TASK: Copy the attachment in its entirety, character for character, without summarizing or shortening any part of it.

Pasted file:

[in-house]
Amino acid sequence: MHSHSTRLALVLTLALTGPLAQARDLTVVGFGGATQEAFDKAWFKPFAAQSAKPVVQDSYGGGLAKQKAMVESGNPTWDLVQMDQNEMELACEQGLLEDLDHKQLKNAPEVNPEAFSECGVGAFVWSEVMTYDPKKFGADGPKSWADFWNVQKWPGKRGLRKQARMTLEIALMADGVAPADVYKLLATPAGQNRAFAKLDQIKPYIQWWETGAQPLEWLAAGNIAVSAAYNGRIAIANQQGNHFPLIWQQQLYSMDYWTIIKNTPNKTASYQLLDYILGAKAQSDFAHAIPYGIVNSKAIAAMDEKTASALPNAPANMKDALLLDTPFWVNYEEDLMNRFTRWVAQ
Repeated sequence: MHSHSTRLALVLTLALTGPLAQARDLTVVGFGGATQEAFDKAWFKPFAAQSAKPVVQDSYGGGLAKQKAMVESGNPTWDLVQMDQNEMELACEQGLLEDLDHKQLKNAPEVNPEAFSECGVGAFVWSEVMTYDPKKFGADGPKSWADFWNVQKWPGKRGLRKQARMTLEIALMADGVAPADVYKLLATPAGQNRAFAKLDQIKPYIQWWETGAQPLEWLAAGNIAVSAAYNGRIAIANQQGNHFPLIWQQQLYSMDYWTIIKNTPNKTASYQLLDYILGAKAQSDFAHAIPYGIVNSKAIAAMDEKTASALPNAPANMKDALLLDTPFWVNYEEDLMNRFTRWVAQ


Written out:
[in-house]
Amino acid sequence: MHSHSTRLALVLTLALTGPLAQARDLTVVGFGGATQEAFDKAWFKPFAAQSAKPVVQDSYGGGLAKQKAMVESGNPTWDLVQMDQNEMELACEQGLLEDLDHKQLKNAPEVNPEAFSECGVGAFVWSEVMTYDPKKFGADGPKSWADFWNVQKWPGKRGLRKQARMTLEIALMADGVAPADVYKLLATPAGQNRAFAKLDQIKPYIQWWETGAQPLEWLAAGNIAVSAAYNGRIAIANQQGNHFPLIWQQQLYSMDYWTIIKNTPNKTASYQLLDYILGAKAQSDFAHAIPYGIVNSKAIAAMDEKTASALPNAPANMKDALLLDTPFWVNYEEDLMNRFTRWVAQ
Repeated sequence: MHSHSTRLALVLTLALTGPLAQARDLTVVGFGGATQEAFDKAWFKPFAAQSAKPVVQDSYGGGLAKQKAMVESGNPTWDLVQMDQNEMELACEQGLLEDLDHKQLKNAPEVNPEAFSECGVGAFVWSEVMTYDPKKFGADGPKSWADFWNVQKWPGKRGLRKQARMTLEIALMADGVAPADVYKLLATPAGQNRAFAKLDQIKPYIQWWETGAQPLEWLAAGNIAVSAAYNGRIAIANQQGNHFPLIWQQQLYSMDYWTIIKNTPNKTASYQLLDYILGAKAQSDFAHAIPYGIVNSKAIAAMDEKTASALPNAPANMKDALLLDTPFWVNYEEDLMNRFTRWVAQ